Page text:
Varley
Art Gallery
Courtyard

Rise

Nathalie Bertin

Métis, French and Algonquin

The image is of a bear standing with its nose towards the sky. The background is a contemporary version of a Metis sash. The bear represents courage. The red is often associated with the colour of blood that was shed by Metis peoples who had the courage to stand up for themselves in order to remain free. The bear also symbolises courage in the Seven Sacred Teachings. This teaching asks us to have the courage to fight when it is needed but also to know when it’s best to walk away. Fighting can also mean simply doing what you need to reach your highest potential.

Nathalie Bertin currently lives near the shores of Lake Nosbonsing, east of North Bay, Ontario.

After taking courses in animation, film and new media, Nathalie worked as a graphic designer in printing, publishing and advertising for over 20 years. She then obtained a B.A. in Adult Education with distinction before deciding to pursue her true passion, the arts, in 2009. However, not content with just one medium, she delves into painting, illustration, photography and a variety of traditional crafts. 

Nathalie has had ten of her illustrations featured on Royal Canadian Mint collector coins. She has illustrated several children’s books published by Nelson Education. She has also self-published her first book of traditional stories with images of her beaded cushions. 

She is the co-creator of Breathe: “a collection of traditional masks demonstrating resilience in the face of the 21st century pandemic”. Nathalie Bertin’s work can be found in collections of the Government of Canada, the provinces of Manitoba and Alberta, the Royal Ontario Museum, and private collectors in Canada, the United States, and Europe. Nathalie’s work and artistic practice have also been featured on CBC/Radio-Canada and TFO.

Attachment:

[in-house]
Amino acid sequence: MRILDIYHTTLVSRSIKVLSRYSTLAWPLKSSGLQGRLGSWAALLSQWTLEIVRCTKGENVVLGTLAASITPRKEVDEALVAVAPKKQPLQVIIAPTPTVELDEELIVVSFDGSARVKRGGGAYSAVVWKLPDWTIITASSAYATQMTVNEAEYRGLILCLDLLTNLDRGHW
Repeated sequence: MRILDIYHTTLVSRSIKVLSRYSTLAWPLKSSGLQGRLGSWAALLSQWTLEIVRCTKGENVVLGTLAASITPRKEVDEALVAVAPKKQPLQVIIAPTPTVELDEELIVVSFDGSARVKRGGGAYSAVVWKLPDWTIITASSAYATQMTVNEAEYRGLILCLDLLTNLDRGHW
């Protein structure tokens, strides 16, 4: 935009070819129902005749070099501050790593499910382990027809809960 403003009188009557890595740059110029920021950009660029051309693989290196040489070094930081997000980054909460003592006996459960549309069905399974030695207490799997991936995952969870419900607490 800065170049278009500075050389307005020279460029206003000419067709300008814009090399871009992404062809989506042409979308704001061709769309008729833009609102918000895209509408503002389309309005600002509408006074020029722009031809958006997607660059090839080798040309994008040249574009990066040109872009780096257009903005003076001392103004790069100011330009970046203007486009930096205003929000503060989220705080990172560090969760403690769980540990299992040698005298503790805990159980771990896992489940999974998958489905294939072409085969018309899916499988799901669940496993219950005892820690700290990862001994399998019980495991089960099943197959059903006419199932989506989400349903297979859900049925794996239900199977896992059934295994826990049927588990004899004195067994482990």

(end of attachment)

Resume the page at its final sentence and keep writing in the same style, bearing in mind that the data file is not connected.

“The capacity to imagine gives us hope. It can push us to further our potential. Just as our spirit names are meant to identify us, they are also a means to reflect on our true inner beings. The stories we are given in a naming ceremony are often imaginative but in a way that will allow us to delve more deeply into our true essence so that we may fulfill our potential in the truest sense of who we are as human beings. To me, the Year to Imagine ignites this reflection on what we want the future to be, it opens us up to the possibilities we can move forward to lay the foundation for our best future.”

LunarFest GTA is grateful to be held on the traditional, ancestral, and unceded territories of many nations, including the Mississaugas of the Credit, the Anishnabeg, the Chippewa, the Haudenosaunee and the Wendat peoples, that is now home to many diverse First Nations, Inuit and Métis peoples. We acknowledge our privilege to be gathered on this land, and commit to work with and be respectful to the Indigenous peoples whose arts and stories inspire us to bring communities together.

Stay up to date on our cultural events

LunarFest GTA is grateful to be held on the traditional, ancestral, and unceded territories of many nations, including the Mississaugas of the Credit, the Anishnabeg, the Chippewa, the Haudenosaunee and the Wendat peoples, that is now home to many diverse First Nations, Inuit and Métis peoples. We acknowledge our privilege to be gathered on this land, and commit to work with and be respectful to the Indigenous peoples whose arts and stories inspire us to bring communities together.

For sponsorship, partnership, performance or volunteer opportunity, please contact us here.

Talk To Us & We’ll Talk To You!